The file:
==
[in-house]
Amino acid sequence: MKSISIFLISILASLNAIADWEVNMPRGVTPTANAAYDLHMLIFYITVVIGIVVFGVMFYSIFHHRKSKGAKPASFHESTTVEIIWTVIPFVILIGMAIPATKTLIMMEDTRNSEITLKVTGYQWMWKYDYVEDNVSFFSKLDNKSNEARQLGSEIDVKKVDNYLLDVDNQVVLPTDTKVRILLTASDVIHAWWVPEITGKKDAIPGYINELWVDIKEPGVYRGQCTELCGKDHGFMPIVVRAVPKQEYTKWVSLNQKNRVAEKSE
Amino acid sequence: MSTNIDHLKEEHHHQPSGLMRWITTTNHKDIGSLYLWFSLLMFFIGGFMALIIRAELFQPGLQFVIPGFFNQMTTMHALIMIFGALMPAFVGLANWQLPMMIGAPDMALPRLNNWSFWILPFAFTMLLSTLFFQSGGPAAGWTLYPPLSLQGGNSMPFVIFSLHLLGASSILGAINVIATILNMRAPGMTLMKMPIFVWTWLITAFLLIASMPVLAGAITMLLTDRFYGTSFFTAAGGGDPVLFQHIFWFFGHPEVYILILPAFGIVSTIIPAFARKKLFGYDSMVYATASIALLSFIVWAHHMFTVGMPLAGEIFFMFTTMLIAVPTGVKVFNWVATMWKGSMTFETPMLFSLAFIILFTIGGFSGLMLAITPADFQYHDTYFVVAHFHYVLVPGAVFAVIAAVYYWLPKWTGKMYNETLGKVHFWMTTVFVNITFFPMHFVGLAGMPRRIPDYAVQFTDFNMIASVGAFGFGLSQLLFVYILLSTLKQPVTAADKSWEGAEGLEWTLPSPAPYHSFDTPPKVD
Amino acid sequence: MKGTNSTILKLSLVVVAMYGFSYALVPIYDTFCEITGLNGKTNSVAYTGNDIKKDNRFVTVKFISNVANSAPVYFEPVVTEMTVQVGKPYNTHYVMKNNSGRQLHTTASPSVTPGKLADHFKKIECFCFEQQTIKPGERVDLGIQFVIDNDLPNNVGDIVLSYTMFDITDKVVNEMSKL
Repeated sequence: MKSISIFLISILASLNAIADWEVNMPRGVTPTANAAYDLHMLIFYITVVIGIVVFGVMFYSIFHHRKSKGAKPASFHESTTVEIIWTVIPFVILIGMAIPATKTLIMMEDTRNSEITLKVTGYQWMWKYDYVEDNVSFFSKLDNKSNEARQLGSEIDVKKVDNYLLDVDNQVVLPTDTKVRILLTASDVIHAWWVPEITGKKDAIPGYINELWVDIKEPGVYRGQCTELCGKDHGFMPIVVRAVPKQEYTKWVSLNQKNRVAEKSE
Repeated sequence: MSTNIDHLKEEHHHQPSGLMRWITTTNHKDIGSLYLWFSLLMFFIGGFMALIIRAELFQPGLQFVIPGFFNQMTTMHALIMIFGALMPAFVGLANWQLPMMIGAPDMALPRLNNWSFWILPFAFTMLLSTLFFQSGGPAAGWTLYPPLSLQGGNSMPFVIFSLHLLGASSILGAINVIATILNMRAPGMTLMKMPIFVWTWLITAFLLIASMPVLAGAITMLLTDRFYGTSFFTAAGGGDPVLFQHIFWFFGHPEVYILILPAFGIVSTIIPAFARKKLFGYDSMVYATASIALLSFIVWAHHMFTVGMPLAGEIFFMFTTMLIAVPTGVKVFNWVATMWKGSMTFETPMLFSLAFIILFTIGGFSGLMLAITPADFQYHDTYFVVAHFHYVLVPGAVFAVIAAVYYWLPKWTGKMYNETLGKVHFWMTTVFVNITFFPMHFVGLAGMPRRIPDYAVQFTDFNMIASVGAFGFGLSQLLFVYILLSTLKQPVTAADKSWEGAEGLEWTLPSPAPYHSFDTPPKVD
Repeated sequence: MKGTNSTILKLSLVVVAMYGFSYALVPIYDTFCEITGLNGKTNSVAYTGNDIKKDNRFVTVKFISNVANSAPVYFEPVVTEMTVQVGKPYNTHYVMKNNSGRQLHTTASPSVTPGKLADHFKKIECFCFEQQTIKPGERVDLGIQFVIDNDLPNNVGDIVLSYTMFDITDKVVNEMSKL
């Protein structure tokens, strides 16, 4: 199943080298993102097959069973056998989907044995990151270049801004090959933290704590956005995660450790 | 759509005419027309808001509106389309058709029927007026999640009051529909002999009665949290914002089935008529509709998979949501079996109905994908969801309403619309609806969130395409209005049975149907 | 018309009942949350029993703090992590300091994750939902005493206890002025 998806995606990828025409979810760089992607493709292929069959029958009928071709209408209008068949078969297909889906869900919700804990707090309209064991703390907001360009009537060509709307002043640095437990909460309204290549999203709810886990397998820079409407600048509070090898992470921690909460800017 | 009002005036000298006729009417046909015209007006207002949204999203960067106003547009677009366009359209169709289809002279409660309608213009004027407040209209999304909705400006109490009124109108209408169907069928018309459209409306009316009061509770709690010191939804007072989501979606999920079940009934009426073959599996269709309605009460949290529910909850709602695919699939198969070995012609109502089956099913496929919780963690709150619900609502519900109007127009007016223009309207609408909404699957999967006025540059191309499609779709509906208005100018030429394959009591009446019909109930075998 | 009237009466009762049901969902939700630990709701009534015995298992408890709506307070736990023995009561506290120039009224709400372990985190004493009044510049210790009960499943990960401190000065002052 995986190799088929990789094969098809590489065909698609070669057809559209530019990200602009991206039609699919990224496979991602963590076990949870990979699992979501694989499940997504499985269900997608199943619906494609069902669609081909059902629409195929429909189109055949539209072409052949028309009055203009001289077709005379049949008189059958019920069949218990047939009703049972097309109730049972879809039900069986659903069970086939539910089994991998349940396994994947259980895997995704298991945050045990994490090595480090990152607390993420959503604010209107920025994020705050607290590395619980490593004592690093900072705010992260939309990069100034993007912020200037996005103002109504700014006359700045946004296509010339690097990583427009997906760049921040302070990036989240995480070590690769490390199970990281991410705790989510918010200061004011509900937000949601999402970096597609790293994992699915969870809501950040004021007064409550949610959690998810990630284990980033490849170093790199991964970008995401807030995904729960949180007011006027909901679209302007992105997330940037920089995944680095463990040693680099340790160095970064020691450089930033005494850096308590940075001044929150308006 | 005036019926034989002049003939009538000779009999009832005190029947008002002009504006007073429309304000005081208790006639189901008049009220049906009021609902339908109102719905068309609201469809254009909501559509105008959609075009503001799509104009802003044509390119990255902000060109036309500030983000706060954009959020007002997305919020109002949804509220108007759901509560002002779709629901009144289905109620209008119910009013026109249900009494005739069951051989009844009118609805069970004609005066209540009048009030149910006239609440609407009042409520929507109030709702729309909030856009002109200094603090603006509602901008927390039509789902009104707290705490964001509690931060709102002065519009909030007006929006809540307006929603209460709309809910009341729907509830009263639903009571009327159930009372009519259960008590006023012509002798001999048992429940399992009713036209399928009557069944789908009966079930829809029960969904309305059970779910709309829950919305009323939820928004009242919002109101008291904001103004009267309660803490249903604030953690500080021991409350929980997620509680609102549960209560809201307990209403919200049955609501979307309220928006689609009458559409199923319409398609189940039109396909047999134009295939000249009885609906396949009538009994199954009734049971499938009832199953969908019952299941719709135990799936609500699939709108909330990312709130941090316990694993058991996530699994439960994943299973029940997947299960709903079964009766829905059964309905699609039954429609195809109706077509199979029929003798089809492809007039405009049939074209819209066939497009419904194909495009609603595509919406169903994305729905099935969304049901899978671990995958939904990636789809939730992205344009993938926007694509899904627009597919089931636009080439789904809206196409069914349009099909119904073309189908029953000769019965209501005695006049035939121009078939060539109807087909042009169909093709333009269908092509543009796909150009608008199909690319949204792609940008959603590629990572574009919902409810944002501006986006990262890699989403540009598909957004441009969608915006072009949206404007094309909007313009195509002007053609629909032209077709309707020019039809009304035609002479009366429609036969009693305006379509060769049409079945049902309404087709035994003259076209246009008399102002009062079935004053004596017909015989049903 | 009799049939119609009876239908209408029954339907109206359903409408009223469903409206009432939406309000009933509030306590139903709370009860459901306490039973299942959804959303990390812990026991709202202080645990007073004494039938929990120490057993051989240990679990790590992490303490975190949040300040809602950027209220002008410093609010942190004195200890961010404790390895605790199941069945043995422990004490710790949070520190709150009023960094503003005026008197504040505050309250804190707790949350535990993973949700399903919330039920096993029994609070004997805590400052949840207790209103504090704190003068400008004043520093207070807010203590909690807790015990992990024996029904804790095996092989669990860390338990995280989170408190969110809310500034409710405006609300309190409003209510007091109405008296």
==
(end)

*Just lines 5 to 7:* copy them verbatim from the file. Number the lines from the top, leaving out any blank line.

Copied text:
Repeated sequence: MKSISIFLISILASLNAIADWEVNMPRGVTPTANAAYDLHMLIFYITVVIGIVVFGVMFYSIFHHRKSKGAKPASFHESTTVEIIWTVIPFVILIGMAIPATKTLIMMEDTRNSEITLKVTGYQWMWKYDYVEDNVSFFSKLDNKSNEARQLGSEIDVKKVDNYLLDVDNQVVLPTDTKVRILLTASDVIHAWWVPEITGKKDAIPGYINELWVDIKEPGVYRGQCTELCGKDHGFMPIVVRAVPKQEYTKWVSLNQKNRVAEKSE
Repeated sequence: MSTNIDHLKEEHHHQPSGLMRWITTTNHKDIGSLYLWFSLLMFFIGGFMALIIRAELFQPGLQFVIPGFFNQMTTMHALIMIFGALMPAFVGLANWQLPMMIGAPDMALPRLNNWSFWILPFAFTMLLSTLFFQSGGPAAGWTLYPPLSLQGGNSMPFVIFSLHLLGASSILGAINVIATILNMRAPGMTLMKMPIFVWTWLITAFLLIASMPVLAGAITMLLTDRFYGTSFFTAAGGGDPVLFQHIFWFFGHPEVYILILPAFGIVSTIIPAFARKKLFGYDSMVYATASIALLSFIVWAHHMFTVGMPLAGEIFFMFTTMLIAVPTGVKVFNWVATMWKGSMTFETPMLFSLAFIILFTIGGFSGLMLAITPADFQYHDTYFVVAHFHYVLVPGAVFAVIAAVYYWLPKWTGKMYNETLGKVHFWMTTVFVNITFFPMHFVGLAGMPRRIPDYAVQFTDFNMIASVGAFGFGLSQLLFVYILLSTLKQPVTAADKSWEGAEGLEWTLPSPAPYHSFDTPPKVD
Repeated sequence: MKGTNSTILKLSLVVVAMYGFSYALVPIYDTFCEITGLNGKTNSVAYTGNDIKKDNRFVTVKFISNVANSAPVYFEPVVTEMTVQVGKPYNTHYVMKNNSGRQLHTTASPSVTPGKLADHFKKIECFCFEQQTIKPGERVDLGIQFVIDNDLPNNVGDIVLSYTMFDITDKVVNEMSKL